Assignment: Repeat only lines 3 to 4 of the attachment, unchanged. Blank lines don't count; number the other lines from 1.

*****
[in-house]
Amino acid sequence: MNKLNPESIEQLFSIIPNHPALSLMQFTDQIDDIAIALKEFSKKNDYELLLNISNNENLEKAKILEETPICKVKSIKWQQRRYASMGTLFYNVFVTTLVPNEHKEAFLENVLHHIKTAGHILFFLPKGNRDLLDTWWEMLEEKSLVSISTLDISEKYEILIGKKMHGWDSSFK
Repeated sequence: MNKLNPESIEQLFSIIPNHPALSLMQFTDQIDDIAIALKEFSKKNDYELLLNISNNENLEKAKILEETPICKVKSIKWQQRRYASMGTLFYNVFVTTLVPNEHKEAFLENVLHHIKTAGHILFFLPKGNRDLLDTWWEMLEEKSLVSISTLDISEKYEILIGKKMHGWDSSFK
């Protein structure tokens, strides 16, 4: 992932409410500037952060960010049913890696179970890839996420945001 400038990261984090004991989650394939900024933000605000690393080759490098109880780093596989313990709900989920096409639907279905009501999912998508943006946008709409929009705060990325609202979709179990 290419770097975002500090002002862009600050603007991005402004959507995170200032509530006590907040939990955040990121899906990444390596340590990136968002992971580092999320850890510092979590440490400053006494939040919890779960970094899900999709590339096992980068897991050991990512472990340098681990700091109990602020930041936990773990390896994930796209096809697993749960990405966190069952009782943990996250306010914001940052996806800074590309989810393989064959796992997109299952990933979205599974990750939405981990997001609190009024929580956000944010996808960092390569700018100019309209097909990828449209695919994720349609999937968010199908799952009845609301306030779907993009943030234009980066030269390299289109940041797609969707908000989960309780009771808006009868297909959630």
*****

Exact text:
Repeated sequence: MNKLNPESIEQLFSIIPNHPALSLMQFTDQIDDIAIALKEFSKKNDYELLLNISNNENLEKAKILEETPICKVKSIKWQQRRYASMGTLFYNVFVTTLVPNEHKEAFLENVLHHIKTAGHILFFLPKGNRDLLDTWWEMLEEKSLVSISTLDISEKYEILIGKKMHGWDSSFK
């Protein structure tokens, strides 16, 4: 992932409410500037952060960010049913890696179970890839996420945001 400038990261984090004991989650394939900024933000605000690393080759490098109880780093596989313990709900989920096409639907279905009501999912998508943006946008709409929009705060990325609202979709179990 290419770097975002500090002002862009600050603007991005402004959507995170200032509530006590907040939990955040990121899906990444390596340590990136968002992971580092999320850890510092979590440490400053006494939040919890779960970094899900999709590339096992980068897991050991990512472990340098681990700091109990602020930041936990773990390896994930796209096809697993749960990405966190069952009782943990996250306010914001940052996806800074590309989810393989064959796992997109299952990933979205599974990750939405981990997001609190009024929580956000944010996808960092390569700018100019309209097909990828449209695919994720349609999937968010199908799952009845609301306030779907993009943030234009980066030269390299289109940041797609969707908000989960309780009771808006009868297909959630």